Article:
Being a good and dutiful daughter who is hopefully now the frontrunner in the will, I bought my father a mobile phone for his seventy-second birthday this year.
He held out as long as he could and said quite specifically that he only wanted a phone he could make calls on or send texts with. Preferably it would have very large buttons. And nothing else. None of this fancy stuff, because he was quite likely to drop it when doing the sort of thing ex-farmers do in their spare time (more farming) and he likes his peace and quiet.
In 2005 I, too, had to be dragged into the world of mobile phone technology by my then long-suffering boyfriend, who was tired of my friends calling him to locate me. I really didn’t want a phone, because I liked the idea of not being contactable. I liked being aloof, above it all, not one of those sad phone addicts with their text talk and their emoticons.
And then I got one and promptly got addicted to having it on me at all times. I stopped wearing a watch because I had a phone. No need for an alarm clock! Got my phone. Paper maps not required – phone does it all. The only thing my phone does that I have no time for is text talk or emoticons. There is a line and I have no intention of crossing it. Some standards should be maintained.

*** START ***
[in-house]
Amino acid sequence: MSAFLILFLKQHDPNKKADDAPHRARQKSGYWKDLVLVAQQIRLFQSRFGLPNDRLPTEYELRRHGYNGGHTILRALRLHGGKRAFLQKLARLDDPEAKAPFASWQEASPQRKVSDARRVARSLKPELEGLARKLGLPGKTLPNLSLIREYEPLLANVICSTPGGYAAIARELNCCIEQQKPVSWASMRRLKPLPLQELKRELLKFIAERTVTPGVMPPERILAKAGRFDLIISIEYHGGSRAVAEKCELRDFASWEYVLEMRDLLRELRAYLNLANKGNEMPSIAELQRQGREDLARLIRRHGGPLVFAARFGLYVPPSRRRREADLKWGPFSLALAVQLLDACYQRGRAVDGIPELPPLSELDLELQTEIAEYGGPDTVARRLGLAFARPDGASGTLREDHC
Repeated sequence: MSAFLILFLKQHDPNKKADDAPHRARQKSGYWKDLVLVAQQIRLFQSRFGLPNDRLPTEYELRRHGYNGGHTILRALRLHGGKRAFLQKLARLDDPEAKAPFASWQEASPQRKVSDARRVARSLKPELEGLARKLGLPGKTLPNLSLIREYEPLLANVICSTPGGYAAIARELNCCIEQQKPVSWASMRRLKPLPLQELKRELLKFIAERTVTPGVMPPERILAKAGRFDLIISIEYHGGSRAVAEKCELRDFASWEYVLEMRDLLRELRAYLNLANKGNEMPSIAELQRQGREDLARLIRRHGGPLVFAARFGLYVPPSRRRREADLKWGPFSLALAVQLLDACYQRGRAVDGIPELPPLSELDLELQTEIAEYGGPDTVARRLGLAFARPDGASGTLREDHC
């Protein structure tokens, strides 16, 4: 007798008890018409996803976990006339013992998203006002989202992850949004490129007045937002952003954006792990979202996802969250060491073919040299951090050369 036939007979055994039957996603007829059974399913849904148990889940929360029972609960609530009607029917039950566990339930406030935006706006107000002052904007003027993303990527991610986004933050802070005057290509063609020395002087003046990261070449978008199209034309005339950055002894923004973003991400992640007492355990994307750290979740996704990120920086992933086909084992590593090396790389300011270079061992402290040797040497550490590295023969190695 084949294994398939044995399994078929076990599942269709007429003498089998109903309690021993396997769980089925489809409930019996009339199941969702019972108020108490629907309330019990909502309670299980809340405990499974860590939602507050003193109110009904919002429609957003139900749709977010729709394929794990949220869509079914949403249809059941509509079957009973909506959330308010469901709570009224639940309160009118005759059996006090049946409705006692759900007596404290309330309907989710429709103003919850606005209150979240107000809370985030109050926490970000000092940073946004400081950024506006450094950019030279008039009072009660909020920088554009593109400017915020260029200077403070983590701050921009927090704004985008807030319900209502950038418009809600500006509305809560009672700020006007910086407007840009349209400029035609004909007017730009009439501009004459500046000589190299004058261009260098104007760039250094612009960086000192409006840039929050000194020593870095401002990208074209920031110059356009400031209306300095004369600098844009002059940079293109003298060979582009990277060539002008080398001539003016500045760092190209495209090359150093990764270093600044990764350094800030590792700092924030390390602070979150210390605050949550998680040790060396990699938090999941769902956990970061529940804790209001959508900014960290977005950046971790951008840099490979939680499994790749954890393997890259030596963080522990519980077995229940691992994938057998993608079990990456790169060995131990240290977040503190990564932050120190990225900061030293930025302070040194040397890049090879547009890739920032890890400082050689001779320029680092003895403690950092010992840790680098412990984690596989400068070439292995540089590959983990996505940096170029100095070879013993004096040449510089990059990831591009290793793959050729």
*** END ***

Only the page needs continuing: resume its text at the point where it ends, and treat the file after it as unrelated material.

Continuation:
Things got ridiculous when I was also given a work phone. It transpires that I can’t cope with that many phones in my pockets. I hardly ever used the work phone for starters, and then would find it needed charging and unhelpfully had a completely different charger to my own phone. Eventually we parted ways when I put it somewhere and then never found it again.
My reliance on technology means that I don’t know my home phone number off by heart. The only number I know aside from
my own mobile number is that of emergency services, because that was drummed into me as a child. Anything else I can just look up. And therein lies the small issue that is losing access to your phone or your email – it makes you realise how much information you entrust to your technology, not your brain, or even a diary (that’s one of those weird paper calendar things your grandmother has in her handbag).
And when the zombie apocalypse comes (and it may well be this year), you know your ignorance isn’t going to be helpful. Given that I left my phone at home this morning, this seems like a good time to consider mobile phone rehab. I feel a spot nudey-rudey without it, but there is also a faint sense of glee – I can’t be contacted (if I ignore my work phone, email and carrier pigeons).
I’ve gone rogue – and I’m quite enjoying it so far.